Archaeological Scoop: First-Ever Dwelling Mound Found in Germany
A 7,000-year-old dwelling mound has been found in Germany, causing a stir among archaeologists. It is the first find of its kind in Western Europe.
A room with a view has always been a coveted thing. Over the millennia, humans discovered that it could be achieved by simply staying put over generations and not picking up the garbage. By building and rebuilding on the rubble of their own architectural remains, sedentary humans managed to achieve an impressive height.
The result of this process, known to archaeologists as a dwelling mound, is most commonly associated with the Middle East; in Iraq, the structures reach a height of 40 meters. They are also known in the Balkans and South America, but not in Germany -- at least until now.
Hence the discovery of a dwelling mound near Oberröblingen in Saxony-Anhalt has caused something of a stir in the German archaeological establishment. Thought to be 7,000 years old, the oval-shaped mound, which is roughly 100 meters long, 60 meters wide and 1.8 meters high, consists of the clay remains of centuries of previous structures.
"This is a unique find in Germany," Robert Ganslmeier of the State Museum of Prehistory in Halle told the news agency DPA. "People have been living and building here since the early Stone Age."
Discovered during highway construction work, the mound is now the site of harried archaeological activity. "We don't have any time to lose," says Ganslmeier. "The bridge builders are breathing down our necks."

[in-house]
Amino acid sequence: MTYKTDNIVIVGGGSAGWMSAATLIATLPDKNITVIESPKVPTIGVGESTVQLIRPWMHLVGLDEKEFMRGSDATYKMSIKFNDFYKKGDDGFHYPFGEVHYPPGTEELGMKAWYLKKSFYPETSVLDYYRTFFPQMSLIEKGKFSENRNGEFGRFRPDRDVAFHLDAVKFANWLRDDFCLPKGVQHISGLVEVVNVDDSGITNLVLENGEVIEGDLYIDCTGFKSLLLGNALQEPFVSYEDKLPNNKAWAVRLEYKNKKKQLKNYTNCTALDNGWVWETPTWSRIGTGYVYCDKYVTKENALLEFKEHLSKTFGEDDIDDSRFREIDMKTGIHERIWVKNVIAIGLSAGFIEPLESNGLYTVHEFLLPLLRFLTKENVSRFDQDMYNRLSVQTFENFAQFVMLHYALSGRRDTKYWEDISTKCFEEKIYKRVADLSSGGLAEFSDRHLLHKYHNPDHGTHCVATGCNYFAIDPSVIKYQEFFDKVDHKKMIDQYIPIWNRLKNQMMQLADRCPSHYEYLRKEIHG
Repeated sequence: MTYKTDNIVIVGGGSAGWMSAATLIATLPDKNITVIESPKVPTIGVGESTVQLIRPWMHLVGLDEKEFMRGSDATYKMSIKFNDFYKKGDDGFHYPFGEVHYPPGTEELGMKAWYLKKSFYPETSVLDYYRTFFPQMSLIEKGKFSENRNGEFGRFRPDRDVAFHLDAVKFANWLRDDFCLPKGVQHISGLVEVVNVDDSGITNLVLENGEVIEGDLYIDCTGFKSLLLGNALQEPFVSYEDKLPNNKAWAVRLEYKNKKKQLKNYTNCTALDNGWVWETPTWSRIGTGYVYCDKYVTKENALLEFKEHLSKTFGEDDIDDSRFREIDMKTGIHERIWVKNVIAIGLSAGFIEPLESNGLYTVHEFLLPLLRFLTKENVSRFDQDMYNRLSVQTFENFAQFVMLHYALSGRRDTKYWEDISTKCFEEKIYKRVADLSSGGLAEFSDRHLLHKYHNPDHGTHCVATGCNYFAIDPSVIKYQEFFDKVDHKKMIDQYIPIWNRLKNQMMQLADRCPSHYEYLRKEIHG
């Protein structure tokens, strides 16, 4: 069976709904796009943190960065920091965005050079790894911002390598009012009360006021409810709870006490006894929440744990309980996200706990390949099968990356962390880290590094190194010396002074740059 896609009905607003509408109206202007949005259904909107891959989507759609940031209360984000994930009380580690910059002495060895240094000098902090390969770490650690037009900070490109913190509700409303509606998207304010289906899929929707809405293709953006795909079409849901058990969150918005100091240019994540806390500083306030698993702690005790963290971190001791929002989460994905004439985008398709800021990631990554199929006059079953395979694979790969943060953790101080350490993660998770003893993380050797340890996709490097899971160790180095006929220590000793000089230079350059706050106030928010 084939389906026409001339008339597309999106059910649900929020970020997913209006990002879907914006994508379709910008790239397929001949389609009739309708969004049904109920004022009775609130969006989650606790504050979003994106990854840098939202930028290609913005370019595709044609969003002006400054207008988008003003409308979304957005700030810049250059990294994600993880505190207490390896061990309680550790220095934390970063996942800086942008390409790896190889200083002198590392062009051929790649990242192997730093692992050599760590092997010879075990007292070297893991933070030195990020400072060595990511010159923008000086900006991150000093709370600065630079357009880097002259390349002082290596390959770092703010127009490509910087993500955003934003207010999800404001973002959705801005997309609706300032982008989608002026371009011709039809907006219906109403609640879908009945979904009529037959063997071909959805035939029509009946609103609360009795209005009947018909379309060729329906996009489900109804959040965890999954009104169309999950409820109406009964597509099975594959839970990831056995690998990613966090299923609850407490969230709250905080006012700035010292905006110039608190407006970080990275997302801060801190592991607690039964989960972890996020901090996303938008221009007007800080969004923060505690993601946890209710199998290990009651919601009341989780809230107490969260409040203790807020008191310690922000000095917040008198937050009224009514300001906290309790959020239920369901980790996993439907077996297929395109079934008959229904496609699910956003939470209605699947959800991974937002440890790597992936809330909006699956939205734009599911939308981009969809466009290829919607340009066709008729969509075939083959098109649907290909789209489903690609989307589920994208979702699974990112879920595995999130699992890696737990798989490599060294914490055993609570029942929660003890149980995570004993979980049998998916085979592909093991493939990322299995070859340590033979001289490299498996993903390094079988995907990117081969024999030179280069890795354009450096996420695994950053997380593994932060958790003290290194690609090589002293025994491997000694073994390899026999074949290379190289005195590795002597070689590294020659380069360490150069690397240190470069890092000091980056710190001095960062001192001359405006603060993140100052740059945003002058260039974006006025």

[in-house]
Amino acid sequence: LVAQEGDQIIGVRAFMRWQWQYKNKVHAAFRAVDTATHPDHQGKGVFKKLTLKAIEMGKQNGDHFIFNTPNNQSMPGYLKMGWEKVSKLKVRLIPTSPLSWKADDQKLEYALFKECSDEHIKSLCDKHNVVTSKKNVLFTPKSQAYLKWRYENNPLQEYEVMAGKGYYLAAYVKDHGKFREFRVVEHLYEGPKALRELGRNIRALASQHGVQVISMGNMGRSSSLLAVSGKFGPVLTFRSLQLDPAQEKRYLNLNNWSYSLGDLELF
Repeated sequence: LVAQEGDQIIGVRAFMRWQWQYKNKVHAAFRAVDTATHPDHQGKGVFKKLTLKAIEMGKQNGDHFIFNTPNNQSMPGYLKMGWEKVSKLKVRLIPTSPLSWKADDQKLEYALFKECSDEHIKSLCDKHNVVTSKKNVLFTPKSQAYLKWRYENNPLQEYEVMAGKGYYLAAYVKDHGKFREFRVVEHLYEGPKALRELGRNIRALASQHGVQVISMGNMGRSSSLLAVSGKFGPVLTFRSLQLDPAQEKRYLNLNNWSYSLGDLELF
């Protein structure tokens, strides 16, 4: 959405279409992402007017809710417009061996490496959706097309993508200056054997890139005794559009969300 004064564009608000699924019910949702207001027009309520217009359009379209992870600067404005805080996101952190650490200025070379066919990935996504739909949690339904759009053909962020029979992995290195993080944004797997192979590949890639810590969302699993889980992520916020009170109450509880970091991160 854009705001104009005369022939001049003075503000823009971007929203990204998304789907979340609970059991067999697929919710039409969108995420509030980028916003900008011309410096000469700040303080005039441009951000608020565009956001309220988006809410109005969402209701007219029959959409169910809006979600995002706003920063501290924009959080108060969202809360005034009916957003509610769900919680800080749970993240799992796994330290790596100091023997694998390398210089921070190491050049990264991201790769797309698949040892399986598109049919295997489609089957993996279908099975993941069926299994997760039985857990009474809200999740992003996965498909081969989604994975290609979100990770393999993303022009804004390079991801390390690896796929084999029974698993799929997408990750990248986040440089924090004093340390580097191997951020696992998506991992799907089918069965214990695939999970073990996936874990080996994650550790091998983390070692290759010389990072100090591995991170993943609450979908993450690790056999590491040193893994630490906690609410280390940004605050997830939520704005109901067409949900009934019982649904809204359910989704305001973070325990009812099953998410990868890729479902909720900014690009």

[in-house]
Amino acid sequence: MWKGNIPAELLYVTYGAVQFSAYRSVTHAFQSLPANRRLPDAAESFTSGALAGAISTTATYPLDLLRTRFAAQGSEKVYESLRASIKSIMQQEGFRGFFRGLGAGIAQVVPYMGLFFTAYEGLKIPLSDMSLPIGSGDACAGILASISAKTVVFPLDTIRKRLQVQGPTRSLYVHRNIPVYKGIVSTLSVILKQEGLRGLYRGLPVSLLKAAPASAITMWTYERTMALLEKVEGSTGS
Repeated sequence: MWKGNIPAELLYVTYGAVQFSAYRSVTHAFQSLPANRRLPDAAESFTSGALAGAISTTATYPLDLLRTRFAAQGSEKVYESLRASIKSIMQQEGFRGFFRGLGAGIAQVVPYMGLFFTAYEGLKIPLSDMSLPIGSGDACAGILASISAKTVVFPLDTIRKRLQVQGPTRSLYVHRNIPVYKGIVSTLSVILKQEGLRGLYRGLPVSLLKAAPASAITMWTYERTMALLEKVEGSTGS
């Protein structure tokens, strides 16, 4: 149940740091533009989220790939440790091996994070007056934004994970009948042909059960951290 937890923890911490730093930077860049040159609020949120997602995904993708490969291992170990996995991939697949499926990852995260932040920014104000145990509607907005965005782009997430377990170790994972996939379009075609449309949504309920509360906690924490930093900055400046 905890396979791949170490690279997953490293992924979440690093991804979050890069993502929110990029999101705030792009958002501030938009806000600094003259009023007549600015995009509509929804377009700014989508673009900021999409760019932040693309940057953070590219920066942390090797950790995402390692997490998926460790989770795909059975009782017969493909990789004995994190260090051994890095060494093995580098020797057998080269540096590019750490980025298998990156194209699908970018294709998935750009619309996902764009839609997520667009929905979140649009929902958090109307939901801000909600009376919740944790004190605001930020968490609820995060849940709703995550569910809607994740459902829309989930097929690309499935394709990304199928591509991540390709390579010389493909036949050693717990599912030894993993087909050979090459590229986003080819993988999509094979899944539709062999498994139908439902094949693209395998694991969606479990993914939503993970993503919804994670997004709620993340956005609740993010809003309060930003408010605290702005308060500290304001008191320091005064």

The archaeologists believe that various rituals took place on the mound, including sacrifices. "We found two beheaded young people and next to them, the fragmented skeleton of a horse, minus skull and hind legs," explains Ganslmeier. Dog skulls and the remains of a calf were also found. One of the young people was wearing a bone bracelet, and the animal skeletons were surrounded by ceramic vessels. "Either these people were sacrificed or executed," says Ganslmeier.
For unknown reasons, the mound was abandoned about 5,500 years ago, Ganslmeier explains. "3,000 years ago, people of the late Bronze Age came and re-occupied it for another 300 years."
It's pure coincidence that the mound has been so well preserved. The recent diversion of a nearby river spared it from erosion. Ganslmeier believes there could well be more dwelling mounds in Germany, "but they'll be hard to find."
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